"Alan's music has the effect of making us proud to be from BC. He was born here and somehow his roots have permeated his very essence as a writer, his love of the coast touches every word of his saltwater coastal lyrics. Alan has many gifts not the least of which is a bell-like vocal quality, which we don't hear enough of today in this less than gentle musical time." Laurie Thain, Pure Pacific Music


DESCRIPTION OF PERFORMANCE

Each performance weaves the music and stories of the many places and differing peoples of our beloved British Columbia. Music provided by guitar, with vocals and story telling. Songs and stories will be selected from the below for any given hour-long show.


Dogwood Country is my picture of British Columbia from the days when it was a more resource-based place, using the floral emblem of the province, the dogwood. I stole the idea from Alberta as at that time they had "Wild Rose Country" on their licence plates. So I thought, then this must be Dogwood Country. It speaks from the point of view of someone who’s probably in Vancouver and saying “I’ve fished your silver salmon, I’ve picked your fruit in the Okanagan, and I’ve worked some lumber camps around Prince George, from the Kootenays to Vancouver, for a time I was quite a mover, then I headed out to make my stake once more”. In my younger days, it was very common for a fisherman to be going out to sea, coming home after a long season, loggers going out to the woods to work, and or even “apple jacks” going to the Okanagan to pick fruit, and then getting to spend longer periods of time in the city or with their families. Until they had to out to work again. Geographically it speaks about the rivers running high from the melting snows, thus painting a picture of the province for the listeners. When I was young, I heard many songs about places—certainly in the United States they celebrate their places—I heard the songs from back East that celebrated places in Nova Scotia and Newfoundland . But I heard very few songs about British Columbia. So one of my missions has been to write these songs about BC and her people, Dogwood Country reflects that.

From Salt Spring to Egmont is kind of my life story in three minutes. It mentions where I was born, a little place called Pender Harbour. We lived on Agamemnon Channel that goes up to Jervis Inlet, and eventually Jervis Inlet goes up into Princess Louisa Inlet where the famous Chatterbox Falls is. The song tells about my first boat trip around Norman Point, (now called Daniel Point), and how I wake up to the screaming of the seagulls and the eagles outside the boat cabin door. It also mentions the “hissing and the clicking of a Vivian motor. In those days most of the engines were either one or two cylinder Easthopes or Vivians. The thing about a one cylinder is that it went “putt-putt-putt” or “duff-duff-duff” but the two cylinder went “padup-padup-padup-padup”. If you were inside, you could hear the rocker arms clicking and clacking and the engine going “patsshh, pastsshh patsshh. So It was a real rhythmic thing and I'm sure those sounds seeped right into my soul. This song is a journey, that alludes to struggles I had with alcohol. It tells about my parents and how they did the best they could with what they had, and asks the question “Will you talk about me that way?”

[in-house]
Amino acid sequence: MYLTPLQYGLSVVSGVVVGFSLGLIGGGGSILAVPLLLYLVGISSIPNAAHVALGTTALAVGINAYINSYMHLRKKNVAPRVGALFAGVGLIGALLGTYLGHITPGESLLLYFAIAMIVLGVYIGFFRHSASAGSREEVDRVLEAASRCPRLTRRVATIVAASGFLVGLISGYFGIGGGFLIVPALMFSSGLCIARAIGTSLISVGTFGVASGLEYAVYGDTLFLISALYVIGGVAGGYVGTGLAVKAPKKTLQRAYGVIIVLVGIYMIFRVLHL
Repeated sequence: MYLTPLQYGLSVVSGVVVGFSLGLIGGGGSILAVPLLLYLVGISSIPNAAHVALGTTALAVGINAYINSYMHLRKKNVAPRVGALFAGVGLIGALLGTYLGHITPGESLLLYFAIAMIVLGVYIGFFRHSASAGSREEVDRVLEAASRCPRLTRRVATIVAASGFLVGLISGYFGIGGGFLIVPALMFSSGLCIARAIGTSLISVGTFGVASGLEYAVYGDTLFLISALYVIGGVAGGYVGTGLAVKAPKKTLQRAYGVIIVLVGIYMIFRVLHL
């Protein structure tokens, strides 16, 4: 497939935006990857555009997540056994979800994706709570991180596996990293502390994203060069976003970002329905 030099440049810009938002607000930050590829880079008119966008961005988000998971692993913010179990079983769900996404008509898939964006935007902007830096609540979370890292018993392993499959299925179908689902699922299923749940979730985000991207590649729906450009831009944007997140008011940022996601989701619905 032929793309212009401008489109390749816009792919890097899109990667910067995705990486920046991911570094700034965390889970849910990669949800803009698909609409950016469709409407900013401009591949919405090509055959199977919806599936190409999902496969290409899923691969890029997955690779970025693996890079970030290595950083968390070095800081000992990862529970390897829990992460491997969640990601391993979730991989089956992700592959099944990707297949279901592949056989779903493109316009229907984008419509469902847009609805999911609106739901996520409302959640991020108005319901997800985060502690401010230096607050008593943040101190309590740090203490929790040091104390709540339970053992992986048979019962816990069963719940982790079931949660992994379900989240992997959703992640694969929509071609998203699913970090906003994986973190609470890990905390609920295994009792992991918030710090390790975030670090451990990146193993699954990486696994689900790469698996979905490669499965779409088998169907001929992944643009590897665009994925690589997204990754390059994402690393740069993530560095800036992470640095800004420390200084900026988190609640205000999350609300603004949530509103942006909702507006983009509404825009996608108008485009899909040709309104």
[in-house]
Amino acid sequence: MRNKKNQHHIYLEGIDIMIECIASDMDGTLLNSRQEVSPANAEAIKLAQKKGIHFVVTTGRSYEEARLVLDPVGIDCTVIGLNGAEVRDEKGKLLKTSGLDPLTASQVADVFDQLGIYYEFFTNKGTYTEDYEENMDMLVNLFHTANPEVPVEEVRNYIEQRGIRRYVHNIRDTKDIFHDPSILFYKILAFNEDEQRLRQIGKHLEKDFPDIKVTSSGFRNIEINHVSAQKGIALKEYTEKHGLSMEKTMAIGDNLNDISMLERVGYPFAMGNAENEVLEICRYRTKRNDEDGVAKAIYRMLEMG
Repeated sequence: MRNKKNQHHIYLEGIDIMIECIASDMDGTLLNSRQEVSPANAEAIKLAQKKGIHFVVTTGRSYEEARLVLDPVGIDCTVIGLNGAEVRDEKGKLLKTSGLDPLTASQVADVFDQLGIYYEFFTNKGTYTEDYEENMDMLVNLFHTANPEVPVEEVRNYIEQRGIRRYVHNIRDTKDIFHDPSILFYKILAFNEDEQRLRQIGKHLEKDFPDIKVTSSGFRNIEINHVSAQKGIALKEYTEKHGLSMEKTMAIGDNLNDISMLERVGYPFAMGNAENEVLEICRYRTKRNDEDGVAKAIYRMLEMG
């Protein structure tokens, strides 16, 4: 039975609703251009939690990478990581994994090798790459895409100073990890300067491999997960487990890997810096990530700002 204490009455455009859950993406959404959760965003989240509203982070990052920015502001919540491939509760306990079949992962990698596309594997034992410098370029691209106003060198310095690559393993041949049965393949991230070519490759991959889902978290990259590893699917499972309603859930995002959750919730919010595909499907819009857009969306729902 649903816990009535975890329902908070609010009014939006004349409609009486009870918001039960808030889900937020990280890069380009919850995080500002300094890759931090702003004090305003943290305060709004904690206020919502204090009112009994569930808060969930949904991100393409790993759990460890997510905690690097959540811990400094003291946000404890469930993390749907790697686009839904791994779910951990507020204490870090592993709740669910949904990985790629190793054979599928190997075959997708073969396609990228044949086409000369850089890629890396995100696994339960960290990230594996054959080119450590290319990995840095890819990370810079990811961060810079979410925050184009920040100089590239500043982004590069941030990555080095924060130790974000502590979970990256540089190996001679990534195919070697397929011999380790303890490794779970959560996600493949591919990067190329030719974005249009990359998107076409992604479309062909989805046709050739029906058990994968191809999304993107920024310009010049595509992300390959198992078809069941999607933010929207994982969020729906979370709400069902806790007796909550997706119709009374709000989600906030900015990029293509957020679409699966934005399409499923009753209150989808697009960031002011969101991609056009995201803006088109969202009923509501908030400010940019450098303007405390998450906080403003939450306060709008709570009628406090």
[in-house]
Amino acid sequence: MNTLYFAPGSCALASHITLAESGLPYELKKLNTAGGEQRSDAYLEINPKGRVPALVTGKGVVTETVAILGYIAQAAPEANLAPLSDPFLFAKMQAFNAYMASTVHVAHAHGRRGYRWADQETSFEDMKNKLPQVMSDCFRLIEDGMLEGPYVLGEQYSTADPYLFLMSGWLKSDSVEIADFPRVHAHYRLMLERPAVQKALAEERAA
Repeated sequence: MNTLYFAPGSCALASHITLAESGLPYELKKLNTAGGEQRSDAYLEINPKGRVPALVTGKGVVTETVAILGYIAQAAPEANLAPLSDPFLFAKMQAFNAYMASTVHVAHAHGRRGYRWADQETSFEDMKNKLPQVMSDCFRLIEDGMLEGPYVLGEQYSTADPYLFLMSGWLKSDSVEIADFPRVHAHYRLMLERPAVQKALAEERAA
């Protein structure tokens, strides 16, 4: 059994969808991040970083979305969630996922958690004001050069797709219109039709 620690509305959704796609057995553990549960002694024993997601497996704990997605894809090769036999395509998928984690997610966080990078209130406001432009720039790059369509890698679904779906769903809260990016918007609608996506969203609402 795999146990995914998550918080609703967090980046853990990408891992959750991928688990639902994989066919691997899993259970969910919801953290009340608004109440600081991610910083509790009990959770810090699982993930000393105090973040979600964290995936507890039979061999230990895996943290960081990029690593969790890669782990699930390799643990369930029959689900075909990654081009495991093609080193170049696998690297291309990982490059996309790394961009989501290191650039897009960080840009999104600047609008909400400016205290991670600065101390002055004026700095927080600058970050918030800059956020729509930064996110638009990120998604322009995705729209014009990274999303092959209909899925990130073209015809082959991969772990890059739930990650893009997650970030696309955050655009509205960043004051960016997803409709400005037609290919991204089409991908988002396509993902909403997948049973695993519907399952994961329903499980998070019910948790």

Saltwater Cowboy was written in honour of the gentleman who most influenced me to start playing the guitar, who taught me my first chords. Red Nicholson lived next door to us, and he played the guitar and sang the old songs, and I was enthralled, of course, by what he could do, the stories he told. So he and his father-in-law and mother-in-law and his wife and himself and one child at that time, they moved from St. Vincent’s Bay, from a logging camp in Jervis Inlet down to Pender Harbour. And what they did was they were able to keep the houses they had in the logging camp and put them on rafts and floated them down. But the bay we lived in was a tidal bay, and they would have floated those houses in on the tide as far as they could. And somehow they actually put the two houses on shore and built foundations under them. As I sing, “We had two new neighbours in Granny Reed’s Orchard.´ And it was Red who taught me how to play the guitar. Red had strong opinions on things. He was quite a progressive in his day I guess. He saw me as a young teenager with a penchant for drinking, which was quite common in those days, and at one point, certainly, he warned me and chastised me, and that makes its way into this song. It’s a unique song in that it has yodeling, the type of yodeling that is probably from the era of the late great Jimmy Rodgers, who died in 1933, whom many consider to be the great grand-daddy of country music. Those are the kinds of songs Red would have sung, so it makes that memory come alive. It’s become kind of a theme song, or trademark song, for yours truly.

Cariboo Sunrise is a song about a man hitchhiking to the Cariboo country. It was inspired by a First Nations man I saw outside our home in Langley. We lived right beside a church there and quite often somebody might stop in at our house and ask for a sandwich, because they thought it was the minister’s home. Well, I saw this Native fellow across the street and I went out and offered him a sandwich. He told me he was hitchhiking home to Williams Lake. Hence, the concept for this song. It mentions the places along the way, starting out in Chilliwack and getting up into the “Canyon” then to Cache Creek, but his main aim is to get home to the Cariboo country and to see the Cariboo sunrise reflected in his sweetheart’s eyes.